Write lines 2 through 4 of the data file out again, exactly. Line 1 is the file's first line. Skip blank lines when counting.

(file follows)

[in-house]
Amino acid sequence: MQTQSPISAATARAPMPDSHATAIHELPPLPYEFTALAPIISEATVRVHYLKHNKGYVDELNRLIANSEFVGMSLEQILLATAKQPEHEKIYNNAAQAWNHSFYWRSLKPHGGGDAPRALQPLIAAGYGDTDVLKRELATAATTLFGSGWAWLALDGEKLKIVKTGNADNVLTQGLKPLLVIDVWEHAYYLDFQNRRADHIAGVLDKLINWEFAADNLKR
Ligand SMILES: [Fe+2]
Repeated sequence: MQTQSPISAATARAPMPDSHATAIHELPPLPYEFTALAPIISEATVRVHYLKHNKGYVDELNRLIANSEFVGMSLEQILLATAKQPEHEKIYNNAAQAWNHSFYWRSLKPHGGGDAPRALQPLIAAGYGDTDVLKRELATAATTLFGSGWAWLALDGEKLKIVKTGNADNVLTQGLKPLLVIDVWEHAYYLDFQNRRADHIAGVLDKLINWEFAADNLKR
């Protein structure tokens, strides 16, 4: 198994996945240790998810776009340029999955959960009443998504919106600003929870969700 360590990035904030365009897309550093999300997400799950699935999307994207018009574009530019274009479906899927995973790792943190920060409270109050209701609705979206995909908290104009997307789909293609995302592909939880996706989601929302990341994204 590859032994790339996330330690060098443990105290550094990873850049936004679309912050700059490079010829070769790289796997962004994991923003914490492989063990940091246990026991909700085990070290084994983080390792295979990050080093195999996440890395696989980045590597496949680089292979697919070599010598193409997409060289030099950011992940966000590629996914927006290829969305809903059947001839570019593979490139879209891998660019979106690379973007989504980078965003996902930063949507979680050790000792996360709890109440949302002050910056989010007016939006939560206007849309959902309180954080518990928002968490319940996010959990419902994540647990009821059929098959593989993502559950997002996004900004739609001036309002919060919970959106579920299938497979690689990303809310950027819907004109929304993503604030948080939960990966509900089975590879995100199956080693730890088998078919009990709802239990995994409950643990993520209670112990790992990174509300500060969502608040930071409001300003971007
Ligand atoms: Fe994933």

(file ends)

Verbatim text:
Amino acid sequence: MQTQSPISAATARAPMPDSHATAIHELPPLPYEFTALAPIISEATVRVHYLKHNKGYVDELNRLIANSEFVGMSLEQILLATAKQPEHEKIYNNAAQAWNHSFYWRSLKPHGGGDAPRALQPLIAAGYGDTDVLKRELATAATTLFGSGWAWLALDGEKLKIVKTGNADNVLTQGLKPLLVIDVWEHAYYLDFQNRRADHIAGVLDKLINWEFAADNLKR
Ligand SMILES: [Fe+2]
Repeated sequence: MQTQSPISAATARAPMPDSHATAIHELPPLPYEFTALAPIISEATVRVHYLKHNKGYVDELNRLIANSEFVGMSLEQILLATAKQPEHEKIYNNAAQAWNHSFYWRSLKPHGGGDAPRALQPLIAAGYGDTDVLKRELATAATTLFGSGWAWLALDGEKLKIVKTGNADNVLTQGLKPLLVIDVWEHAYYLDFQNRRADHIAGVLDKLINWEFAADNLKR